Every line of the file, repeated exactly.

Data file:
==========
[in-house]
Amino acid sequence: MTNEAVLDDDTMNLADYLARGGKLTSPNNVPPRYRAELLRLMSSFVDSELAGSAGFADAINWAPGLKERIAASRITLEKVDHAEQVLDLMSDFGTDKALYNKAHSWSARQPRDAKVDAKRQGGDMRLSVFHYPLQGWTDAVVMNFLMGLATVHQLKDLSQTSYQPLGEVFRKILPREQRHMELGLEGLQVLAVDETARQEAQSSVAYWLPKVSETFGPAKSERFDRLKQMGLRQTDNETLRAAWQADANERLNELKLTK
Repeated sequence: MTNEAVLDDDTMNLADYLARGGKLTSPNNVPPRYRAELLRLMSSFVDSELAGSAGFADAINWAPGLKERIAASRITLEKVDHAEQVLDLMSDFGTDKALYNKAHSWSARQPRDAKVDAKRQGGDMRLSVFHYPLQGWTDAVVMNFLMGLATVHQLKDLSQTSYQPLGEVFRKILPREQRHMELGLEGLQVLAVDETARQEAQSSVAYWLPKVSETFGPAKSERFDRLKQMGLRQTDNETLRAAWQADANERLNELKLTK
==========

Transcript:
[in-house]
Amino acid sequence: MTNEAVLDDDTMNLADYLARGGKLTSPNNVPPRYRAELLRLMSSFVDSELAGSAGFADAINWAPGLKERIAASRITLEKVDHAEQVLDLMSDFGTDKALYNKAHSWSARQPRDAKVDAKRQGGDMRLSVFHYPLQGWTDAVVMNFLMGLATVHQLKDLSQTSYQPLGEVFRKILPREQRHMELGLEGLQVLAVDETARQEAQSSVAYWLPKVSETFGPAKSERFDRLKQMGLRQTDNETLRAAWQADANERLNELKLTK
Repeated sequence: MTNEAVLDDDTMNLADYLARGGKLTSPNNVPPRYRAELLRLMSSFVDSELAGSAGFADAINWAPGLKERIAASRITLEKVDHAEQVLDLMSDFGTDKALYNKAHSWSARQPRDAKVDAKRQGGDMRLSVFHYPLQGWTDAVVMNFLMGLATVHQLKDLSQTSYQPLGEVFRKILPREQRHMELGLEGLQVLAVDETARQEAQSSVAYWLPKVSETFGPAKSERFDRLKQMGLRQTDNETLRAAWQADANERLNELKLTK